Tuesday, August 30, 2022

La Bocca della Verità

The Mouth of Truth is a 1300kg Pavonazzo [Phrygian] marble mask said variously to represent Oceanus, Tiberinus, Faun, Triton, Mercury, or Jupiter Ammon.


It dates back to the 1st century AD [1] and is thought to have originally been an ancient Roman fountain decoration or a cistern cover.


At some point, the mask was moved to the Piazza Bocca della Veritá, which was the site of a Roman forum and commercial center.

Piazza della Bocca della Veritá

The mask was supposedly kept within the Temple of Hercules Invictus, until it was moved to its current location at the Basilica di Santa Maria de Schola Graeca in 1632.

Santa Maria de Schola Graeca

Legends surrounding the Mouth of Truth were propagated during medieval times through the Marvels of the City of Rome and other texts. The mask was attributed with oracular powers of making pronouncements regarding the truth of statements made by those brought before it (or not) [2]. An anonymous 14th century German text also claimed that Virgil [3] was responsible for giving the Mouth of Truth its powers.

The typical story surrounding the Mouth of Truth is centered around a type of trial by ordeal in which someone who is accused of a crime (or has taken an oath), places their hand in the mouth of the statue, which will bite off the hand if the person tells/has told a lie.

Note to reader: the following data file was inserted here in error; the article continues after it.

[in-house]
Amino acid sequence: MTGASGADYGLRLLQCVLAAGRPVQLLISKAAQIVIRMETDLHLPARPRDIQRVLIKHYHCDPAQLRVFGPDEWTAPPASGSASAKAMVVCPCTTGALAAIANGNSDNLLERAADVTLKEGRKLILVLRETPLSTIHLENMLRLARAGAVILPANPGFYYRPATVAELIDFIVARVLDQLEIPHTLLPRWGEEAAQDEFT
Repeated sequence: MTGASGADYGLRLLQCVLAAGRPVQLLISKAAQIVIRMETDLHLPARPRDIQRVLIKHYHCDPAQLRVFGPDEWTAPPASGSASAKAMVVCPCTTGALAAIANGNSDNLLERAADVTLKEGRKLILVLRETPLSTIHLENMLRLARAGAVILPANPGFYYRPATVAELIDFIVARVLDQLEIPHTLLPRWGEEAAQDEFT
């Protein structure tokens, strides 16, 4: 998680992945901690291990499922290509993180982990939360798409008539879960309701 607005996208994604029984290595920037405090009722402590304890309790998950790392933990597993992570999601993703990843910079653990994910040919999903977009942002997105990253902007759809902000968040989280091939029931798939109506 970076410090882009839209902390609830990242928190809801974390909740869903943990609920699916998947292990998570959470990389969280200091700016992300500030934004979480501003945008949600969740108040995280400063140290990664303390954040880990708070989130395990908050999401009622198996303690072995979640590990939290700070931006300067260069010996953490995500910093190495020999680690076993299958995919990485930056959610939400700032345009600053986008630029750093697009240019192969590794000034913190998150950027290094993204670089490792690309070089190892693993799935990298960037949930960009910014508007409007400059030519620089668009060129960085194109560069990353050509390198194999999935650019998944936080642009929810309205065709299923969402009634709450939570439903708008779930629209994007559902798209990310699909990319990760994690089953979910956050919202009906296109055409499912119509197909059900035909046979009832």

Representations of the statue vary in their depiction, with some Northern European artists apparently using the Brunswick Lion as a reference.





I've never seen the original Bocca della Verità, but I saw a replica at the VenusFort shopping mall in Japan (the mall has recently closed down due to massive redevelopment of the entire Palette Town complex).

Odaiba, Tokyo-to

Another replica is located not far from me in the northern San Diego area at the Alta Vista Botanical Gardens.

Vista, CA

The Mouth of Truth also makes appearances in various films and video games as well.

Roman Holiday, 1953

Only You, 1994

Tomb Raider Chronicles

Animal Crossing

As far as miniatures go, I have a couple of gashapon novelty figures from Epoch that present a humorous take on the Mouth of Truth.


The Shinjitsu no Kuchi-san no Shinjitsu (真実の口さんの真実) series consists of five poses (I. 真実の口さんの真実, II. 真実は激オコ, III. 真実は手が主食, IV. 真実はベー, V. 真実は休憩中).

The figures I have are pose IV (The Truth is Going Behhh), and pose V (The Truth is Taking a Break).


The diameter of the mask on the gacha-figures is 27mm, which scales out to about 1/66 scale, but given that the diameter of the actual mask is variously reported as being anywhere from 1.66m to 1.8m, it would be close to 1/72 scale using the larger diameter.

I'll probably sculpt a base modeled after the one on the actual statue sometime in the future to make a more accurate representation.